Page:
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Four Natrona Schools Close Following Economic Downturn

Natrona County Schools

With close to 1,000 empty seats across the school district, Natrona County will close four schools next fall. Administrators say the decline in enrollment is due to a downturn in the energy industry, which has also brought reductions in state funding for education.


On Monday the school board voted on the planto close three elementary schools and one middle school, as well as the Special Education Service Center. According to Mike Jennings, who directs human resources for Natrona County schools, the decision was not easy, but the schools selected were smaller and therefore more expensive to run. Jennings said the decision will save the district $2.5 million. He said the plan is to move teachers and staff into positions at other schools, and no layoffs are planned at the moment.


“If there’s a change in the model significant enough to deliver us a very large cut, or if we have a large decline in student enrollment, those are two factors outside of our control,” said Jennings. “If those occurred we’d be like every other district in the state and we’d have a layoff. But the closing of these buildings will not cause a layoff and we are committed to not laying off staff. “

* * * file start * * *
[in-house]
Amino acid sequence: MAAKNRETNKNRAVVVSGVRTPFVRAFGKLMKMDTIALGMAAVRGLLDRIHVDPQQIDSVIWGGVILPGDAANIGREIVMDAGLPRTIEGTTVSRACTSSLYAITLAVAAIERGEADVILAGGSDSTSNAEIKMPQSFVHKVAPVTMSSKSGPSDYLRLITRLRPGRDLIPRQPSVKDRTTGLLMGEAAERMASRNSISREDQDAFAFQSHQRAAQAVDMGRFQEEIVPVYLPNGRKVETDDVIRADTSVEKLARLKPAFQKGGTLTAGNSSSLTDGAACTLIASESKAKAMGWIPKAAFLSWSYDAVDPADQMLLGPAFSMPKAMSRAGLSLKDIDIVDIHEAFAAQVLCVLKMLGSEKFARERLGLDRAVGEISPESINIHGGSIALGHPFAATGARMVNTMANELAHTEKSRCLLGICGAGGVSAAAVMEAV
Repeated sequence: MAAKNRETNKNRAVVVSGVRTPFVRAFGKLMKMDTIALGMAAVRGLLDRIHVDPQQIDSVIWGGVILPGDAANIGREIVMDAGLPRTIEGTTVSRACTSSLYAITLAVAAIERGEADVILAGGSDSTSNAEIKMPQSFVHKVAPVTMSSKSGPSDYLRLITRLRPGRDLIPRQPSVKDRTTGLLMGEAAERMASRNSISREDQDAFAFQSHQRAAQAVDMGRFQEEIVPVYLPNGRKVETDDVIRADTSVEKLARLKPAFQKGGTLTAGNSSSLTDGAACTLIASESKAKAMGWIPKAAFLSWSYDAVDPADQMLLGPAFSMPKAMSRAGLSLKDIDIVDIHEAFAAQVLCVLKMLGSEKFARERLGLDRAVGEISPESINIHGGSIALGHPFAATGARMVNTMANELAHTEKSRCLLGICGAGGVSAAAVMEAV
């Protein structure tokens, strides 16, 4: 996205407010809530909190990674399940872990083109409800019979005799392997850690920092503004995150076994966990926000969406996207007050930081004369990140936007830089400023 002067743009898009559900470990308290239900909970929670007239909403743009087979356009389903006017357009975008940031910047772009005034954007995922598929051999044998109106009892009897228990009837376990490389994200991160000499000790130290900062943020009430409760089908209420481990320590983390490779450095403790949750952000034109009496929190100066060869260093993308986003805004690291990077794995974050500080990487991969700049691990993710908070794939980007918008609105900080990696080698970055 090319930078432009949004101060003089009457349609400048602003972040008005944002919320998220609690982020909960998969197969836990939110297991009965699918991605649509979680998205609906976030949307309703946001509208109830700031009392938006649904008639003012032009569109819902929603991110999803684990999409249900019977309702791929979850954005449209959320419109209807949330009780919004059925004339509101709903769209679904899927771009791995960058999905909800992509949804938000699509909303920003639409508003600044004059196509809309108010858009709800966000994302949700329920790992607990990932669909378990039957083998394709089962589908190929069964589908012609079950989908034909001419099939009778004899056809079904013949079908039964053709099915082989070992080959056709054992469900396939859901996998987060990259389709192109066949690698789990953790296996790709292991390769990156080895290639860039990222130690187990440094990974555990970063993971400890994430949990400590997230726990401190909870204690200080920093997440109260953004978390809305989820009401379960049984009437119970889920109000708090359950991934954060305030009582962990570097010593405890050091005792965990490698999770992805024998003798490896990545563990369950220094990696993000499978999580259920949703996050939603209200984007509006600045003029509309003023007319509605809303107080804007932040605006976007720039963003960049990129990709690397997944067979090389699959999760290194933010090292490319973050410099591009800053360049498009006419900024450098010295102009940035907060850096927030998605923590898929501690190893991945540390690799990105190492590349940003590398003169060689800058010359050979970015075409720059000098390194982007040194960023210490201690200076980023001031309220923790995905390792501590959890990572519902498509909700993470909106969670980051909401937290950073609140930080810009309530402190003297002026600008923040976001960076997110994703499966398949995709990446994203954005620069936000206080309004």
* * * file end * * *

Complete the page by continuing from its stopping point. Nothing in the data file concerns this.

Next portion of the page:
And Jennings said the closures should not impact the quality of education.


“We’ll still be using the same class size, we will still be using the same ratios, we will not be overcrowding rooms,” Jennings explained. “We simply have space in other buildings and we can gain efficiencies with having as small an impact as possible, knowing that whenever you close a school it has a huge impact on the child.”


The roughly 650 kids affected will begin at the new school of their choosing next fall according to Rick Skatula, who oversees enrollment and school improvement in Natrona County. He said schools will begin hosting visits and open houses in the coming months so that students can get acquainted with their options.


Tennessee -- despite what the name might make you think -- was born and raised in the Northeast. She most recently called Vermont home. For the last 15 years she's been making radio -- as a youth radio educator, documentary producer, and now reporter. Her work has aired on Reveal, The Heart, LatinoUSA, Across Women's Lives from PRI, and American RadioWorks. One of her ongoing creative projects is co-producing Wage/Working (a jukebox-based oral history project about workers and income inequality). When she's not reporting, Tennessee likes to go on exploratory running adventures with her mutt Murray.
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